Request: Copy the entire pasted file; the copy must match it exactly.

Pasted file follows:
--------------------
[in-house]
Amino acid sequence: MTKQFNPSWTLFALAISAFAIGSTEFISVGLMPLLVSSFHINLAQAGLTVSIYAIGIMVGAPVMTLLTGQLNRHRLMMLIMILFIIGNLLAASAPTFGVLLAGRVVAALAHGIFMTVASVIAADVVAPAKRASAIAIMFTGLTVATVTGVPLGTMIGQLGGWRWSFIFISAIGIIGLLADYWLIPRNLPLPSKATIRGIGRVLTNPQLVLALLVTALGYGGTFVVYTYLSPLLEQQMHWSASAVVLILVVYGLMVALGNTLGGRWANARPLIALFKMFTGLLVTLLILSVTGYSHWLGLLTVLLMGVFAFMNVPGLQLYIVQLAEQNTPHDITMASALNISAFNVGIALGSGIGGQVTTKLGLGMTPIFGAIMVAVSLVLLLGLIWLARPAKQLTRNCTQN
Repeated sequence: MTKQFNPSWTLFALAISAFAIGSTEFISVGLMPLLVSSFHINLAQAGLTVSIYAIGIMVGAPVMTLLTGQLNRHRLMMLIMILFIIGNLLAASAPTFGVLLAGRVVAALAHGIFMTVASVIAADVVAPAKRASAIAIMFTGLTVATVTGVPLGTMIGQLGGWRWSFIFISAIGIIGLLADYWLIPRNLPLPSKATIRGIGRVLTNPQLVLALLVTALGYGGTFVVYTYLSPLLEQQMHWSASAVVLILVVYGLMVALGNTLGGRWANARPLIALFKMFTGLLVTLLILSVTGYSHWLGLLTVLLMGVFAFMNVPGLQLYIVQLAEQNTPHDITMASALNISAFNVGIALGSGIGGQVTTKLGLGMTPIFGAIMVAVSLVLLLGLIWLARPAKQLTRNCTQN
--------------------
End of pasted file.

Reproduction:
[in-house]
Amino acid sequence: MTKQFNPSWTLFALAISAFAIGSTEFISVGLMPLLVSSFHINLAQAGLTVSIYAIGIMVGAPVMTLLTGQLNRHRLMMLIMILFIIGNLLAASAPTFGVLLAGRVVAALAHGIFMTVASVIAADVVAPAKRASAIAIMFTGLTVATVTGVPLGTMIGQLGGWRWSFIFISAIGIIGLLADYWLIPRNLPLPSKATIRGIGRVLTNPQLVLALLVTALGYGGTFVVYTYLSPLLEQQMHWSASAVVLILVVYGLMVALGNTLGGRWANARPLIALFKMFTGLLVTLLILSVTGYSHWLGLLTVLLMGVFAFMNVPGLQLYIVQLAEQNTPHDITMASALNISAFNVGIALGSGIGGQVTTKLGLGMTPIFGAIMVAVSLVLLLGLIWLARPAKQLTRNCTQN
Repeated sequence: MTKQFNPSWTLFALAISAFAIGSTEFISVGLMPLLVSSFHINLAQAGLTVSIYAIGIMVGAPVMTLLTGQLNRHRLMMLIMILFIIGNLLAASAPTFGVLLAGRVVAALAHGIFMTVASVIAADVVAPAKRASAIAIMFTGLTVATVTGVPLGTMIGQLGGWRWSFIFISAIGIIGLLADYWLIPRNLPLPSKATIRGIGRVLTNPQLVLALLVTALGYGGTFVVYTYLSPLLEQQMHWSASAVVLILVVYGLMVALGNTLGGRWANARPLIALFKMFTGLLVTLLILSVTGYSHWLGLLTVLLMGVFAFMNVPGLQLYIVQLAEQNTPHDITMASALNISAFNVGIALGSGIGGQVTTKLGLGMTPIFGAIMVAVSLVLLLGLIWLARPAKQLTRNCTQN